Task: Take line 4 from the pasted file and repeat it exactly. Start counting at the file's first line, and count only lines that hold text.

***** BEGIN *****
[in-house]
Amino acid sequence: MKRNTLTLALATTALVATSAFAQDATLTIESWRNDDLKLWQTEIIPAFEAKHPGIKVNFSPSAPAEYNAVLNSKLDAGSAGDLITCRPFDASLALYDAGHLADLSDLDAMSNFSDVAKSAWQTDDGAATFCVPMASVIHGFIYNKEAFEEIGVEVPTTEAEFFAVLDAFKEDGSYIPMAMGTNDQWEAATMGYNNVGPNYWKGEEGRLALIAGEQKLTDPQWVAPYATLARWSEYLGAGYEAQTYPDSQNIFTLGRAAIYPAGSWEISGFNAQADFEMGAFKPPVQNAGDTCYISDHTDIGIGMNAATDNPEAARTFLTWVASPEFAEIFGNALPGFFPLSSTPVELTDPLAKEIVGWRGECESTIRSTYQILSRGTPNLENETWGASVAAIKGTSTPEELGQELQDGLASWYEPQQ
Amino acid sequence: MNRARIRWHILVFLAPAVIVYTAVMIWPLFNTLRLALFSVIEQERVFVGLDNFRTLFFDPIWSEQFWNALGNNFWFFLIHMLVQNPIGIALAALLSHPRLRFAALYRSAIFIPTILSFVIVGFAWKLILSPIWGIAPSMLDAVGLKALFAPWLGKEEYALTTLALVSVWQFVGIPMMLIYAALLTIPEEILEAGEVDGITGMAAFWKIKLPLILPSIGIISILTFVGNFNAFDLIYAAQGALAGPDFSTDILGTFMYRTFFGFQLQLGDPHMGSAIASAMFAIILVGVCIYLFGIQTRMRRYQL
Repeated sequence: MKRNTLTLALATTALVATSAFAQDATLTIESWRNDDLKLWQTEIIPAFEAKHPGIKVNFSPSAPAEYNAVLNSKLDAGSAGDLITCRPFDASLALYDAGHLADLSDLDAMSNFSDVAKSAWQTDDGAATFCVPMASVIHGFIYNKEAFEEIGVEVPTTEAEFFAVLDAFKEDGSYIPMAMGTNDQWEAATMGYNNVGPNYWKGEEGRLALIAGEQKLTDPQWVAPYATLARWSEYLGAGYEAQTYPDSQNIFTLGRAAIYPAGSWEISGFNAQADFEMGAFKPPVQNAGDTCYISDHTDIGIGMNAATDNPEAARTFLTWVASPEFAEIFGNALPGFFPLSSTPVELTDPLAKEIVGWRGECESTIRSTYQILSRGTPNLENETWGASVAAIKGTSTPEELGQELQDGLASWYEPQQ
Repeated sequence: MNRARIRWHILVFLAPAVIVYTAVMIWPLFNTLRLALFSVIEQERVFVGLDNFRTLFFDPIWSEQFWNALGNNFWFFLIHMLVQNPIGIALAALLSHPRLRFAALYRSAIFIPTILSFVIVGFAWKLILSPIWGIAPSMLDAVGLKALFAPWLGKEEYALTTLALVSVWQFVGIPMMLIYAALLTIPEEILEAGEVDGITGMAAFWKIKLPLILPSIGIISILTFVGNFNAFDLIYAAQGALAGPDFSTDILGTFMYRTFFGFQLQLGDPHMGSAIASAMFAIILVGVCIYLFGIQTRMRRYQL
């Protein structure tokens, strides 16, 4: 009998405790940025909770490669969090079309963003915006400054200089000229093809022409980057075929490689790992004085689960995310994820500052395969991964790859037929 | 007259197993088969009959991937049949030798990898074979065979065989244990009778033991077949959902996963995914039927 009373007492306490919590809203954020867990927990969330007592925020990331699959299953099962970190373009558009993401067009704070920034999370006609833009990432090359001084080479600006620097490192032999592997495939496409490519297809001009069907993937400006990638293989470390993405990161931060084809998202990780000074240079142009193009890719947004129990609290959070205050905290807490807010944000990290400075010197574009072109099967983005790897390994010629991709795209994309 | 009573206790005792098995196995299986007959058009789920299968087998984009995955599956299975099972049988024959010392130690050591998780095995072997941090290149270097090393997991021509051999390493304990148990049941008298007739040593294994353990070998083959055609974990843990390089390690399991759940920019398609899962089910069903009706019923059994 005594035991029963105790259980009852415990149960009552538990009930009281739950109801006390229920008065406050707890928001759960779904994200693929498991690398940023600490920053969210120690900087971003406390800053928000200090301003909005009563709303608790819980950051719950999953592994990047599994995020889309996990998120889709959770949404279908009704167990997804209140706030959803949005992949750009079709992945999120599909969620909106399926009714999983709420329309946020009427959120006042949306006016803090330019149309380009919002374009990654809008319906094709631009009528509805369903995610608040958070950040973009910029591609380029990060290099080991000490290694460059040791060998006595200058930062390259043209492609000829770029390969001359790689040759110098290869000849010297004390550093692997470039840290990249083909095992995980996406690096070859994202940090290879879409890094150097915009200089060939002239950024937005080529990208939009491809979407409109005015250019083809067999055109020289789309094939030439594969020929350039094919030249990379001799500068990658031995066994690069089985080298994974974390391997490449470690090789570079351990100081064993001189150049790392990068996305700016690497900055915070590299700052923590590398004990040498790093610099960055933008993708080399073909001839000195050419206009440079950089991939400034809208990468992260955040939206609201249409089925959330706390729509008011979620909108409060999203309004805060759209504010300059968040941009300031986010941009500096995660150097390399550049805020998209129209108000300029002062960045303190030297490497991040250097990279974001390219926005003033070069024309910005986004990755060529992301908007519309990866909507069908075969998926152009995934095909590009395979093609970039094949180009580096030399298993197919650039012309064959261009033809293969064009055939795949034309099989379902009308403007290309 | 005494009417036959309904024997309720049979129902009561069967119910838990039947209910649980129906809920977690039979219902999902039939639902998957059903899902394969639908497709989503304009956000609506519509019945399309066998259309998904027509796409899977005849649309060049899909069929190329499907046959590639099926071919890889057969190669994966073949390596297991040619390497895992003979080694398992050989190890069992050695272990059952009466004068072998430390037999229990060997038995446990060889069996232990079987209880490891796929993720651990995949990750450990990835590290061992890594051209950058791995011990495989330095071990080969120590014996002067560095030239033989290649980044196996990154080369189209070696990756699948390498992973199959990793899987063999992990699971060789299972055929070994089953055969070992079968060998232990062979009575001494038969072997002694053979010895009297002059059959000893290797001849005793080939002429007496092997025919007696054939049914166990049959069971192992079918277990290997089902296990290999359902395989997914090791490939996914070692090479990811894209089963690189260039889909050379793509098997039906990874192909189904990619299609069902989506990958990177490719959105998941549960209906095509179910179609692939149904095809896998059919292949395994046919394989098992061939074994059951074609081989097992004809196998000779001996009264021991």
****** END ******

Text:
Repeated sequence: MKRNTLTLALATTALVATSAFAQDATLTIESWRNDDLKLWQTEIIPAFEAKHPGIKVNFSPSAPAEYNAVLNSKLDAGSAGDLITCRPFDASLALYDAGHLADLSDLDAMSNFSDVAKSAWQTDDGAATFCVPMASVIHGFIYNKEAFEEIGVEVPTTEAEFFAVLDAFKEDGSYIPMAMGTNDQWEAATMGYNNVGPNYWKGEEGRLALIAGEQKLTDPQWVAPYATLARWSEYLGAGYEAQTYPDSQNIFTLGRAAIYPAGSWEISGFNAQADFEMGAFKPPVQNAGDTCYISDHTDIGIGMNAATDNPEAARTFLTWVASPEFAEIFGNALPGFFPLSSTPVELTDPLAKEIVGWRGECESTIRSTYQILSRGTPNLENETWGASVAAIKGTSTPEELGQELQDGLASWYEPQQ